Almost all senior insurance executives polled in a recent survey would welcome a common regulatory framework across ASEAN. 86% of those interviewed expressed this sentiment for insurance integration in the ASEAN Economic Community (AEC).
In a corollary, 94% of the executives interviewed consider regulatory differences, in terms of minimum capital requirements, solvency regimes and reinsurance regulations as well as insurance and tax laws, a major obstacle to insurance integration in the region.
These findings are contained in the ASEAN Insurance Pulse published earlier this week by the research firm Dr Schanz, Alms & Company and Malaysian Reinsurance Berhad (Malaysian Re). Based on in-depth interviews with 35 senior executives from regional and international insurance companies, intermediaries and trade organisations operating in the region, the survey provides an authoritative overview of the current state and future prospects of the ASEAN region’s US$23 billion non-life insurance markets. In addition, it takes executives’ pulse on the AEC and its implications for the region’s insurance markets.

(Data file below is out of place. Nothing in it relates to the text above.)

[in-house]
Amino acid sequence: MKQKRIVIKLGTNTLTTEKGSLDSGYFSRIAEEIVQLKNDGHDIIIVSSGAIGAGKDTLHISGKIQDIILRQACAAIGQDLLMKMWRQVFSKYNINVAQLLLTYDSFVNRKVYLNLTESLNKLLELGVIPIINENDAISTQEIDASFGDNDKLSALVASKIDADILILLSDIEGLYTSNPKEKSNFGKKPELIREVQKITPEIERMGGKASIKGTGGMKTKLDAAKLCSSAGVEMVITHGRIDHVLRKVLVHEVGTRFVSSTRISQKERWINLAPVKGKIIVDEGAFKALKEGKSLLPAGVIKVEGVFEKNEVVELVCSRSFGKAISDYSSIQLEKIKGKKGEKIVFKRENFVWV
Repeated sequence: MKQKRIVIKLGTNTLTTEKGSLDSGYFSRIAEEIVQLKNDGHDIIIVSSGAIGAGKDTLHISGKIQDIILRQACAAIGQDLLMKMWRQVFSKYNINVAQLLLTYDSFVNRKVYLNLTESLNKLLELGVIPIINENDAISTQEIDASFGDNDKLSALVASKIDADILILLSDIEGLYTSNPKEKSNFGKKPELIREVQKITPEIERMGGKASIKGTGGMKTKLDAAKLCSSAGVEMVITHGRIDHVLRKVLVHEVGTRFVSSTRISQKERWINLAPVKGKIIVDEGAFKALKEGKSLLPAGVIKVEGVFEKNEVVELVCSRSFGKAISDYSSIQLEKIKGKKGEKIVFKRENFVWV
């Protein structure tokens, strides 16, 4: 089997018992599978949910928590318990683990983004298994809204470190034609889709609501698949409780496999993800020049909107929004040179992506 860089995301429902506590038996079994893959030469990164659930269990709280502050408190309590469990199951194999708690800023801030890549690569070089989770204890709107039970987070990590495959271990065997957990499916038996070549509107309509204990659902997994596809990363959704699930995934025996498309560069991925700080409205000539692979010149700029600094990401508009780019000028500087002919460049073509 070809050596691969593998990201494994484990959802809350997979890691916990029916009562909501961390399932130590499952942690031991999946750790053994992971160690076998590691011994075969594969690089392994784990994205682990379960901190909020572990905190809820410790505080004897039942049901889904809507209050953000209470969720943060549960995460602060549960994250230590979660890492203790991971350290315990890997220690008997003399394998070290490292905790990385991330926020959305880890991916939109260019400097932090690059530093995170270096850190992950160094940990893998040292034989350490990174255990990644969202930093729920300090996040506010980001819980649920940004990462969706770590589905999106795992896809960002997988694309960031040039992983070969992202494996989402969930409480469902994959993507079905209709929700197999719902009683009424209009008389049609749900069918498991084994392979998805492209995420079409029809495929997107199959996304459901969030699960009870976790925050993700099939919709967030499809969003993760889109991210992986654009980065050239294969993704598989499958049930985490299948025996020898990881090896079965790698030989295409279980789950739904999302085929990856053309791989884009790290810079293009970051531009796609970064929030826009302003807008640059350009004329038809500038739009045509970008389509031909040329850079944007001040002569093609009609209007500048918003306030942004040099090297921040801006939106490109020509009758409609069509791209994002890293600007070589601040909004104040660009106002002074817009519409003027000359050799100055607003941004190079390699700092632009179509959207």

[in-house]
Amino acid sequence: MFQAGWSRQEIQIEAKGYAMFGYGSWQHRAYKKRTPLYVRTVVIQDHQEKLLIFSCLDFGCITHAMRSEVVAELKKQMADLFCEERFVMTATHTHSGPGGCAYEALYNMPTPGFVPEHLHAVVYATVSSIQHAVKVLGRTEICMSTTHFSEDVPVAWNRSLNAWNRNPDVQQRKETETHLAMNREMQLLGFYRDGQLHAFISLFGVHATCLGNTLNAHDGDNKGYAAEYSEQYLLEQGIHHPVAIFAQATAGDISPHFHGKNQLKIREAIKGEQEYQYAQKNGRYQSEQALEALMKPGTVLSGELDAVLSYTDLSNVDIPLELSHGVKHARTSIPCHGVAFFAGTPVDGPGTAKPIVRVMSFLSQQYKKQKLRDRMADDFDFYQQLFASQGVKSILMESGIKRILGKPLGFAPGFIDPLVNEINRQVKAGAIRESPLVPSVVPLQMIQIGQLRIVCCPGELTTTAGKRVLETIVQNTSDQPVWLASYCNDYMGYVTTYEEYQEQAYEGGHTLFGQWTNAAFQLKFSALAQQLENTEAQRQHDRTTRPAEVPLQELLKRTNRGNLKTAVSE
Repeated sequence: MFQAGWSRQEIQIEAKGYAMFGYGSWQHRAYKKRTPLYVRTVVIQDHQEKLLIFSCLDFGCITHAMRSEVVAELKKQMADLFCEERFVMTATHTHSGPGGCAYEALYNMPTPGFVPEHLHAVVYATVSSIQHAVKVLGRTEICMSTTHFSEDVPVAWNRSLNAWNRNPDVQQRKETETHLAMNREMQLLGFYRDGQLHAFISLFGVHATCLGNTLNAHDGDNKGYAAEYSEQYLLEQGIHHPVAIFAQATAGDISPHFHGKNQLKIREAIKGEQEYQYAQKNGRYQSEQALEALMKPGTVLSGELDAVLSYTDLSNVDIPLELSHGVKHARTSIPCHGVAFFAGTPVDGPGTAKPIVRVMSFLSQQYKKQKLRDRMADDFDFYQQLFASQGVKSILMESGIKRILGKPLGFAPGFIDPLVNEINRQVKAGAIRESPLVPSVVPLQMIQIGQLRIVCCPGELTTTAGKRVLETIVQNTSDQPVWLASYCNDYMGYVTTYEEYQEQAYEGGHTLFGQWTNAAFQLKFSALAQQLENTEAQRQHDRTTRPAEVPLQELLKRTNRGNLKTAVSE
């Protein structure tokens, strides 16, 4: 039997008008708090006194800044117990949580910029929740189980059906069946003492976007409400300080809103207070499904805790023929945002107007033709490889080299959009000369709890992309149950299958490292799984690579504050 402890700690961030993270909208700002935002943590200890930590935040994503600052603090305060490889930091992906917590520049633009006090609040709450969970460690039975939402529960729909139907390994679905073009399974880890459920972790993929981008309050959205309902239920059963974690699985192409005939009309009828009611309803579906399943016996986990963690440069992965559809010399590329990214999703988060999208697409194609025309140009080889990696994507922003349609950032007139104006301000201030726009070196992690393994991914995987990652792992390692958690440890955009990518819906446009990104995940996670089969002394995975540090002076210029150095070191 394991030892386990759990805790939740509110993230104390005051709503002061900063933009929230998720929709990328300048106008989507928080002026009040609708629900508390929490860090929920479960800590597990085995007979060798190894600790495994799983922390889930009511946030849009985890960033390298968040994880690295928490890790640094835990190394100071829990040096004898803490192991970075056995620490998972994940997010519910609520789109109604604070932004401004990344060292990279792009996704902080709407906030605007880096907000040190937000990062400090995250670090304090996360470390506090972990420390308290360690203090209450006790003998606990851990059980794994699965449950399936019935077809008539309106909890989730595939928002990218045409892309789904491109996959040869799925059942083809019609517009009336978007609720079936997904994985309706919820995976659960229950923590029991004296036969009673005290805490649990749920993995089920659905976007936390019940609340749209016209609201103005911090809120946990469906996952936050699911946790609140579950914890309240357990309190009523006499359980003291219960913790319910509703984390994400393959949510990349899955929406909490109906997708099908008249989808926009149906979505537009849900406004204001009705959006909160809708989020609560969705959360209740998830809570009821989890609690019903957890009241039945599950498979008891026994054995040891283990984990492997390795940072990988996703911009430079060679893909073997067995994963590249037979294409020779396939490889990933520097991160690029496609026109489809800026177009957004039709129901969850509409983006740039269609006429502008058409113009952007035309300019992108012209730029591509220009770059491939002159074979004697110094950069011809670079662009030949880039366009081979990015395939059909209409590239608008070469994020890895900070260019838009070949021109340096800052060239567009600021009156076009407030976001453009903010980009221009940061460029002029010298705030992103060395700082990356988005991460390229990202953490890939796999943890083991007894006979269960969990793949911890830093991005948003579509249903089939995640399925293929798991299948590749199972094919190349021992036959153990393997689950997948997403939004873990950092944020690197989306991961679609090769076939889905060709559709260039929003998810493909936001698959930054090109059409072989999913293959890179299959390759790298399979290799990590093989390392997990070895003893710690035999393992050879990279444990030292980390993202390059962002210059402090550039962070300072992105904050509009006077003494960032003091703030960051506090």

The executives polled do not fear the ramifications of the AEC integration. 74% do not consider AEC a threat to their respective insurance businesses over the next five years, although 95% expect that the liberalisation measures envisaged will further add to the degree of competition in the region’s insurance markets. This sanguine view, however, is predicated on the establishment of an effective framework of regulatory oversight to counterbalance increasing competition.
Formally launched on 31 December 2015, the AEC aims to create a single market by 2025 to facilitate the free movement of goods and services, including insurance, among the 10 ASEAN countries.
The ASEAN Insurance Pulse shows clearly that the AEC integration is viewed positively by the ASEAN insurance community. The executives polled expect a major boost to their markets through enhanced competition, innovation and governance,” said Dr Kai-Uwe Schanz, Chairman and Partner of Dr. Schanz, Alms & Company and author of the study.
“Almost half of the executives we interviewed believe that AEC will be a positive development for their respective companies in the next five years. Another 40% agree in principle, but caution that a five-year time frame might be too short for such benefits to materialise. Nearly two-thirds of the participating executives anticipate AEC to profit their domestic insurance markets at large, as innovation as well as customer awareness and satisfaction are set to improve.”